On Saint Patrick's Day in 1990, two men dressed as police
officers entered the famed Isabella Stewart Gardner Museum in
Boston, overpowered the guards, and made off with more than a
dozen priceless art treasures, including a Vermeer and three
Rembrandts. The items remain missing to this day. Filmmaker
Rebecca Dreyfus decided to make a documentary about the theft
and some of the leads that have emerged in the past decade and
She has made a few intriguing choices in her approach to
the story. Actors Blythe Danner and Campbell Scott read letters
from Mrs. Gardner and her art dealer Bernard Berenson on the
soundtrack, which help to establish the historical context for how
some of the missing paintings were acquired (especially Vermeer's
Indeed, although one of the Rembrandts is a magnificent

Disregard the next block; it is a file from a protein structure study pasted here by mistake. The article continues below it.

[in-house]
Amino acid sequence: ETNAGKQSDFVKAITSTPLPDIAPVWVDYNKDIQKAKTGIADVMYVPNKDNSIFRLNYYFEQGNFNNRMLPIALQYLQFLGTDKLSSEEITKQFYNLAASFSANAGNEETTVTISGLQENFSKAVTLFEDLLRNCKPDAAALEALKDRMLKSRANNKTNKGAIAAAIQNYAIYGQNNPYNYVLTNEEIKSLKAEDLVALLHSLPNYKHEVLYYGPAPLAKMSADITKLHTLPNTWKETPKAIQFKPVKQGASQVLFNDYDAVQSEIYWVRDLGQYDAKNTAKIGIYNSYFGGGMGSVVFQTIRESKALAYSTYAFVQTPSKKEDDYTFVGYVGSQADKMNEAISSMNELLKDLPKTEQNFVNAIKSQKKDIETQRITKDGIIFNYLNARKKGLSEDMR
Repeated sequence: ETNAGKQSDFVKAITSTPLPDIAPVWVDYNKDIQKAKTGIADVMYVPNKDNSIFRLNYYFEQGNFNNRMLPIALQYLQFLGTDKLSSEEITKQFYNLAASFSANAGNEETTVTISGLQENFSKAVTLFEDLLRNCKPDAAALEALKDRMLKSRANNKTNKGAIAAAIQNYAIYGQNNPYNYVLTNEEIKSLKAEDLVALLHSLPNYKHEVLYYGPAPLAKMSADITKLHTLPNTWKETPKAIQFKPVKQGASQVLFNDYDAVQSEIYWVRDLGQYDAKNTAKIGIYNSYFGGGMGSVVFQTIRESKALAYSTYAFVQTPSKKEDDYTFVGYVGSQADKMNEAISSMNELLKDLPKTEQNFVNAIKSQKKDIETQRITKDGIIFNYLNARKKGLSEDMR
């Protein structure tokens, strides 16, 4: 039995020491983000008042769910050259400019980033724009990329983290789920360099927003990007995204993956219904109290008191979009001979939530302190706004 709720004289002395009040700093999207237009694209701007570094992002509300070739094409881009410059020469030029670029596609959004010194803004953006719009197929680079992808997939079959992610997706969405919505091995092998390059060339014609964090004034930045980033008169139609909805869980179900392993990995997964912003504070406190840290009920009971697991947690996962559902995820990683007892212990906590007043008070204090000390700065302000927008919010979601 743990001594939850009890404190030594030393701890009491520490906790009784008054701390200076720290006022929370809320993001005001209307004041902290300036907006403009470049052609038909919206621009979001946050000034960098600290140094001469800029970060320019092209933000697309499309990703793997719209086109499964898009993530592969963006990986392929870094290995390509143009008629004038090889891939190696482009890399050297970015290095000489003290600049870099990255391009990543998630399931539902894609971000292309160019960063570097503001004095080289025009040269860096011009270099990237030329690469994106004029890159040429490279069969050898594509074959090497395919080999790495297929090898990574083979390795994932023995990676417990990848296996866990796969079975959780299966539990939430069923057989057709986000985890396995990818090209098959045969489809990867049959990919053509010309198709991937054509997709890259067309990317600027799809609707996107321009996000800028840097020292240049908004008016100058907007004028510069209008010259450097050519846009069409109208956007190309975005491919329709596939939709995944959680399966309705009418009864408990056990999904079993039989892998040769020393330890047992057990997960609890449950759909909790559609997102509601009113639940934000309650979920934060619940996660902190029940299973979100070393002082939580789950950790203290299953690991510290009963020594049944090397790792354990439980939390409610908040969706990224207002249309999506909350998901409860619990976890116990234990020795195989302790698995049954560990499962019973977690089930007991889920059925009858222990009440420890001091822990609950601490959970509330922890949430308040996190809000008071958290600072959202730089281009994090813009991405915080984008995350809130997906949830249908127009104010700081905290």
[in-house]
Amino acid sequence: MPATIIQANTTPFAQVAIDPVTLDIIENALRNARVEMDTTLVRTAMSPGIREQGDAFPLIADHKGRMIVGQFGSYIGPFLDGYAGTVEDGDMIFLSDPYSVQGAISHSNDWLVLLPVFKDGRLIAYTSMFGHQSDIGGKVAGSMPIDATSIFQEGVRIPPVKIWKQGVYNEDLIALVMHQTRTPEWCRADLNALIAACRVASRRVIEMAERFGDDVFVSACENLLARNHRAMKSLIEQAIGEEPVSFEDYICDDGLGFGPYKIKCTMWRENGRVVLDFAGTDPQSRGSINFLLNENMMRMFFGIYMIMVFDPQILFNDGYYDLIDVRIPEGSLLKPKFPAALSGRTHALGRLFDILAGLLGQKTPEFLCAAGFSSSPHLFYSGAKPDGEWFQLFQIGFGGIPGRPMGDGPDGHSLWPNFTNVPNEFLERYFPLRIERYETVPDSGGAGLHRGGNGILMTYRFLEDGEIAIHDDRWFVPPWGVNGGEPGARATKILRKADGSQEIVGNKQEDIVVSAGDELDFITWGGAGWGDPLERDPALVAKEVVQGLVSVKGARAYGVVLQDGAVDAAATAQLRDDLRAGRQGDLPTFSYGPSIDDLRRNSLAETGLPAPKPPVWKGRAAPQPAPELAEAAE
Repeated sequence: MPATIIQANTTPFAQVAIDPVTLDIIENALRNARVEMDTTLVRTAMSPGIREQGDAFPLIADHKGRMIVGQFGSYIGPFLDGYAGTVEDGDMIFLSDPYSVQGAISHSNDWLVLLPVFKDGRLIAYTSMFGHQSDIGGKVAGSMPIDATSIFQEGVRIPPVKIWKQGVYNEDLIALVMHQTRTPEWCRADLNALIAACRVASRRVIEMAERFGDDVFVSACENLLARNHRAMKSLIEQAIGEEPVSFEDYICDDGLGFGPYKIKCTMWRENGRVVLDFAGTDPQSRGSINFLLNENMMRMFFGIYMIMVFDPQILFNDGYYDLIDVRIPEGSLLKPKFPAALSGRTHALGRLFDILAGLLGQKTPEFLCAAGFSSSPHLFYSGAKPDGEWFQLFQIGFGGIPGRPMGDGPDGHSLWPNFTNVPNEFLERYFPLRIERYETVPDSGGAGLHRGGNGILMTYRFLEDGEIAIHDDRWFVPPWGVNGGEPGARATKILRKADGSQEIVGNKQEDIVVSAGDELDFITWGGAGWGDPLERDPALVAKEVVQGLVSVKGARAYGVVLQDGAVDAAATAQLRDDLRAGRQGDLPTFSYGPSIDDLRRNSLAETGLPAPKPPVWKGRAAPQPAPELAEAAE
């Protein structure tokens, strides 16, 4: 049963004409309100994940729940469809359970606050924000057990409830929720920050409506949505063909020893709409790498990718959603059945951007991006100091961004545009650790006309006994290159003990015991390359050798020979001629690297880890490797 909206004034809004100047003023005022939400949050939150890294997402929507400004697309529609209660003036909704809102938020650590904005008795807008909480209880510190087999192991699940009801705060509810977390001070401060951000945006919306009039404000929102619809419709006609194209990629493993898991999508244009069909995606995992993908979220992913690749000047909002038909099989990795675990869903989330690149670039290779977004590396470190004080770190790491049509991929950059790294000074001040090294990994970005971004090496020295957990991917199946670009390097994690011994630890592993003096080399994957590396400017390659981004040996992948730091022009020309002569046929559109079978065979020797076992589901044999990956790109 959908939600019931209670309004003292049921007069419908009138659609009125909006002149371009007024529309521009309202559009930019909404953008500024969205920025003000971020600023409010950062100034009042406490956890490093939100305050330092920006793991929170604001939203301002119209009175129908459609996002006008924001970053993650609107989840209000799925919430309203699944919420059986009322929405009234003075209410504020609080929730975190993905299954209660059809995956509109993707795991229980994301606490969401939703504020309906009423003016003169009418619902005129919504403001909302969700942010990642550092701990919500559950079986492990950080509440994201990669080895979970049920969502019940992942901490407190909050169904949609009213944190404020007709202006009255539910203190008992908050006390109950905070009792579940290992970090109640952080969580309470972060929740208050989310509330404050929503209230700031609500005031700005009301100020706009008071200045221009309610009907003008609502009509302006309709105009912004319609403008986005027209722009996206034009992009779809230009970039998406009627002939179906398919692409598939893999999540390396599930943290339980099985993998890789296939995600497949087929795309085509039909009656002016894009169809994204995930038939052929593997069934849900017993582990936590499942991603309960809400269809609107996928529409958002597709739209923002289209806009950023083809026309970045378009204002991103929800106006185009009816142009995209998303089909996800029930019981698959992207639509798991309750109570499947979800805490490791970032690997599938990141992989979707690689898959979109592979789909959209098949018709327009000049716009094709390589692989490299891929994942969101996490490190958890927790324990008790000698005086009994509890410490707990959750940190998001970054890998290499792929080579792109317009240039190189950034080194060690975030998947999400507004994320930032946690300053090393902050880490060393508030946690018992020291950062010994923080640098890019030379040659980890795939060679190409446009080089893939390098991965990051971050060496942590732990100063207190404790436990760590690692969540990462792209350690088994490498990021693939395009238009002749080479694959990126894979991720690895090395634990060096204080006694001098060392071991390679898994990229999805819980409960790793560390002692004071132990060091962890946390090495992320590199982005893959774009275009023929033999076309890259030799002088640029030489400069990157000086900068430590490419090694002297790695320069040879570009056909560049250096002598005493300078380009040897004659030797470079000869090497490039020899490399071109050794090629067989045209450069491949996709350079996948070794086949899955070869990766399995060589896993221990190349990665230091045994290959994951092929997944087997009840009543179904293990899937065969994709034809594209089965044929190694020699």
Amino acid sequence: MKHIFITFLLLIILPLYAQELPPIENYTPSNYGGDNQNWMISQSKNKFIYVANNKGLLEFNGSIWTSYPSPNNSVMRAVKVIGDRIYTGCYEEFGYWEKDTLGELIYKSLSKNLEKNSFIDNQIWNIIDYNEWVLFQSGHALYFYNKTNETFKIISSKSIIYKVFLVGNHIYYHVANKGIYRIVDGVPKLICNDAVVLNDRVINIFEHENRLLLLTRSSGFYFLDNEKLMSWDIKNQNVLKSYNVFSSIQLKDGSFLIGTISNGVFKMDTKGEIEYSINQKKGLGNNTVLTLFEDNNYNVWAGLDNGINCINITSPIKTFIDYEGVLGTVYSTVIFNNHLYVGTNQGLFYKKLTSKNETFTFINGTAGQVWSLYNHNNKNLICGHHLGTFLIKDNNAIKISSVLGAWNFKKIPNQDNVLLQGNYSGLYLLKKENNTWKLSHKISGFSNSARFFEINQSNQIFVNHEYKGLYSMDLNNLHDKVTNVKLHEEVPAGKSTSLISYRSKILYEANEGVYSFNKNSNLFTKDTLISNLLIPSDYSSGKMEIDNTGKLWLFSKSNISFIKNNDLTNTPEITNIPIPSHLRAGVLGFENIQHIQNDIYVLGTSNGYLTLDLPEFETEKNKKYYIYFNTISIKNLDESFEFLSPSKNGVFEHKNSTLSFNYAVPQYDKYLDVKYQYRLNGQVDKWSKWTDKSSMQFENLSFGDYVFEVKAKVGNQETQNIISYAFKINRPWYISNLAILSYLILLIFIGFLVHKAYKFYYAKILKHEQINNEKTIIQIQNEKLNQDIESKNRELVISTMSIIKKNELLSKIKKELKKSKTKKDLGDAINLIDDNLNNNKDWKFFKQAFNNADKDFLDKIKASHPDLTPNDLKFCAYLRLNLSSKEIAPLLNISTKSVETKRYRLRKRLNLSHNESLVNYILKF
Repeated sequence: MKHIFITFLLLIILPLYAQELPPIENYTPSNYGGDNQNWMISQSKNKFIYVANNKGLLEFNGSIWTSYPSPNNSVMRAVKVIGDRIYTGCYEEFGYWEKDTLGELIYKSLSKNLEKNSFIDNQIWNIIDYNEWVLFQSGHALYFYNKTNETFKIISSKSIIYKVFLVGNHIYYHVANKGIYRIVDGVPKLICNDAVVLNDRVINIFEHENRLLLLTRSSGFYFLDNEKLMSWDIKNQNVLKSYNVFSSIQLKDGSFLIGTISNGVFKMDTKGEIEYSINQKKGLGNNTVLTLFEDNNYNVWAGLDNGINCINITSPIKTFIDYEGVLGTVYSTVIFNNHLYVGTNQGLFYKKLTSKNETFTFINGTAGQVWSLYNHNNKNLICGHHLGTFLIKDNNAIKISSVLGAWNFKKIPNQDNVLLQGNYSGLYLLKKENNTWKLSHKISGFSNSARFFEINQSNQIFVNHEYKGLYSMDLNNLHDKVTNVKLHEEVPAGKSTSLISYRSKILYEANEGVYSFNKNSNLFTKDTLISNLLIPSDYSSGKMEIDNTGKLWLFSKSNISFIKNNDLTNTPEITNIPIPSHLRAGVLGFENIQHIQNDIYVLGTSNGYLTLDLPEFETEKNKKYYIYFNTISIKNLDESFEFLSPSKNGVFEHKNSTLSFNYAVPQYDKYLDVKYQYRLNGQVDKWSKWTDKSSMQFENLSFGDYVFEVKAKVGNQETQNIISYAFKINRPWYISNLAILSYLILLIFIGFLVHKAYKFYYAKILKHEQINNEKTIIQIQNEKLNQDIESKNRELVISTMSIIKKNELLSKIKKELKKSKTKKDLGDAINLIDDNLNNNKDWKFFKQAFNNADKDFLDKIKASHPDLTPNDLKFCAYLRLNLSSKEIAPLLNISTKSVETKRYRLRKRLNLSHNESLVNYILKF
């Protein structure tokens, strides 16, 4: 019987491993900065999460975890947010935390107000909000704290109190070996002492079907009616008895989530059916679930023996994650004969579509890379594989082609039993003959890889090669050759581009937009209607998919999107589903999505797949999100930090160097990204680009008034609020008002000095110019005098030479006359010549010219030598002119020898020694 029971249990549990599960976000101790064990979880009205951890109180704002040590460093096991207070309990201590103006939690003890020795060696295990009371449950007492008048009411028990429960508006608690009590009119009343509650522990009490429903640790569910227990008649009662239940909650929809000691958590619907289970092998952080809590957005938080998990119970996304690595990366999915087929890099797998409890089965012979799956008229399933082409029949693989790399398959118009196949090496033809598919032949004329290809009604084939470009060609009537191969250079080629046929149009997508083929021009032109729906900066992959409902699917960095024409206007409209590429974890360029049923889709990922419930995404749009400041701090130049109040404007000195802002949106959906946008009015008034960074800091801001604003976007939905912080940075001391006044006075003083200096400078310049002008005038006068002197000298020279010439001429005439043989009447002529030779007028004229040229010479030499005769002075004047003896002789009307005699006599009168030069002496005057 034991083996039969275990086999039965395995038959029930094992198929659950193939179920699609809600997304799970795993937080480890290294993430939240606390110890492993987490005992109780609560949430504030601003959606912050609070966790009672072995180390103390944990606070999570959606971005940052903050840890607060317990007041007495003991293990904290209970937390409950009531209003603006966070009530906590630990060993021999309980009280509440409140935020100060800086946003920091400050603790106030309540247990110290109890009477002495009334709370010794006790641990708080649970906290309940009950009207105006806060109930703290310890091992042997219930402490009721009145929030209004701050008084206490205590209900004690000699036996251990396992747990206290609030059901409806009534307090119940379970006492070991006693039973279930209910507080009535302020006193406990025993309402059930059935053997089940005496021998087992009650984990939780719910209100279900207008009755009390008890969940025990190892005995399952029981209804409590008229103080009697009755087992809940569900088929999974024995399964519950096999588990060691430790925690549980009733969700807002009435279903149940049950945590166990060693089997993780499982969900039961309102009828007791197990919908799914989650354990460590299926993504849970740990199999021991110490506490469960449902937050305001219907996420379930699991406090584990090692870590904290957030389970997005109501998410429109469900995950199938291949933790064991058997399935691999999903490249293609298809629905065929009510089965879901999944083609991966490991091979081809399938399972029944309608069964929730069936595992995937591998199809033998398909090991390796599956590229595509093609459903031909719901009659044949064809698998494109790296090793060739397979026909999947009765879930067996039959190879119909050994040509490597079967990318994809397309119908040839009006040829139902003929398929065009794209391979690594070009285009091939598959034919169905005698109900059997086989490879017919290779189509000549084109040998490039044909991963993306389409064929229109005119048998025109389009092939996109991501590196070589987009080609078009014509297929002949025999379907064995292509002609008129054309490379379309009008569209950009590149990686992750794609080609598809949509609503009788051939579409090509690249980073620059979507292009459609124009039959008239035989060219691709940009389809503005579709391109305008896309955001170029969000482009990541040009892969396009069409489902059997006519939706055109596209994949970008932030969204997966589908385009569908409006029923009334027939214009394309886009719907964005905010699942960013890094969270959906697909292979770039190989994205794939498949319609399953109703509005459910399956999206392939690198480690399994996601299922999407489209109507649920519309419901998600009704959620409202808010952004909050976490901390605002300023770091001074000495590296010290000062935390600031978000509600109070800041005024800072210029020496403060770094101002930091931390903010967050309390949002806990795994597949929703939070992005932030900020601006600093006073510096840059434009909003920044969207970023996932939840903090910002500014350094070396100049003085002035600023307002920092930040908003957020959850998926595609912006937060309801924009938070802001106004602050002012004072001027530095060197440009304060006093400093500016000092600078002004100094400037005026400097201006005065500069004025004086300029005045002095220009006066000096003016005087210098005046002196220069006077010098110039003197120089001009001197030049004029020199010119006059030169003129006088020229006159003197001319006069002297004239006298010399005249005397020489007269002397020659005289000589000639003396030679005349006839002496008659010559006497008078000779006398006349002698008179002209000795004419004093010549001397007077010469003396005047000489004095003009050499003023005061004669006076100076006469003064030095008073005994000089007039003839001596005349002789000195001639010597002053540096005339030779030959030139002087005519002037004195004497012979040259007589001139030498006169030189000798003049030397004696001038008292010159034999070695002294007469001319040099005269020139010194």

piece, it is the Vermeer that has caused the most consternation
within the art world, mostly because there are only about 35
extant works by that artist in the world. So Dreyfus interviews
Vermeer biographer Anthony Bailey as well as author Tracey
Chevalier, who wrote the novel GIRL WITH A PEARL EARRING,
about a famous portrait by the artist that was made into a feature
But the most interesting and intriguing character in STOLEN
is Harold Smith, a former military man who spent his life tracking
down missing and purloined art work. Smith, who suffered from
skin cancer agreed to participate in the project in part because he
hoped the renewed interest in the Gardner Museum theft might yield
some usable leads.
Smith's presence elevates the movie a bit, in part because he
is such a colorful character. (If he had been a fictional creation, one
might not believe in him.) But in the end, the various leads don't
go anywhere. The filmmakers (who included Albert Maysles as
cinematographer) do not have a conclusion to their movie, since
the artwork remains missing.
Some enterprising movie maker or television producer
should obtain the rights to Smith's life story. That would make
for a crackling good movie or TV series. Until then, STOLEN offers
tantalizing glimpses at the behind-the-scenes attempts to locate
missing works of art.
MPAA Rating: NONE
Running time: 90 mins.
|© 2006 by C. E. Murphy. All Rights Reserved.